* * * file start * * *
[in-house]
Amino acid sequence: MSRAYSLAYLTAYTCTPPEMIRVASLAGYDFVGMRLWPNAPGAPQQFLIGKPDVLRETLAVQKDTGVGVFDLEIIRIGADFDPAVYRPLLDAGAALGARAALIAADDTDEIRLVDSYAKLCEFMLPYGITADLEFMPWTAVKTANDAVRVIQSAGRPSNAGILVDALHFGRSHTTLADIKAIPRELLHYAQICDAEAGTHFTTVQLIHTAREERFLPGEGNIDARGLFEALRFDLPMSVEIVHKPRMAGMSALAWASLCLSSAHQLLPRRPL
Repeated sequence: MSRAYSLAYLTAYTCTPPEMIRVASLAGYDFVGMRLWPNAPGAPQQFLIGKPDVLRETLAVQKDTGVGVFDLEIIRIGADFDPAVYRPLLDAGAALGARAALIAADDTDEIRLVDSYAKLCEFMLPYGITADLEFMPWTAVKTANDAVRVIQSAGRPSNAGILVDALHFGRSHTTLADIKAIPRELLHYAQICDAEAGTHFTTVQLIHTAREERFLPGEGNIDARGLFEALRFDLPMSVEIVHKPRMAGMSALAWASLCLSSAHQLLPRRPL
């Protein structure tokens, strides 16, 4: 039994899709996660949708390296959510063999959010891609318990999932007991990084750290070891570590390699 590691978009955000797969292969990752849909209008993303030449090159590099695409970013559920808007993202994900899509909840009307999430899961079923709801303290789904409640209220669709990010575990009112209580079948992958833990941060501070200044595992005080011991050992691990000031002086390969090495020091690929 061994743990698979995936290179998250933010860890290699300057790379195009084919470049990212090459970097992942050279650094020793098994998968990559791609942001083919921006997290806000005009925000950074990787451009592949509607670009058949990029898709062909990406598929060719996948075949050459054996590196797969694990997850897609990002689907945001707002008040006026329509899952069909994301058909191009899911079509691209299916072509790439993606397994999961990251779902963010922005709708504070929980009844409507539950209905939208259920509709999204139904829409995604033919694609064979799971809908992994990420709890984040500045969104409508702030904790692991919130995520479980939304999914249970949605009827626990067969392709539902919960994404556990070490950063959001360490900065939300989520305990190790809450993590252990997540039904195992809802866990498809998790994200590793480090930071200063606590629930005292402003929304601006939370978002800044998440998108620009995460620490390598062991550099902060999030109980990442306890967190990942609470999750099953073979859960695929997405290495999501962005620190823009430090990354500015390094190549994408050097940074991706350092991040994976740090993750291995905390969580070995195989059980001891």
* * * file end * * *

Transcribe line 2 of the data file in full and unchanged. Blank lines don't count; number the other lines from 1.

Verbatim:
Amino acid sequence: MSRAYSLAYLTAYTCTPPEMIRVASLAGYDFVGMRLWPNAPGAPQQFLIGKPDVLRETLAVQKDTGVGVFDLEIIRIGADFDPAVYRPLLDAGAALGARAALIAADDTDEIRLVDSYAKLCEFMLPYGITADLEFMPWTAVKTANDAVRVIQSAGRPSNAGILVDALHFGRSHTTLADIKAIPRELLHYAQICDAEAGTHFTTVQLIHTAREERFLPGEGNIDARGLFEALRFDLPMSVEIVHKPRMAGMSALAWASLCLSSAHQLLPRRPL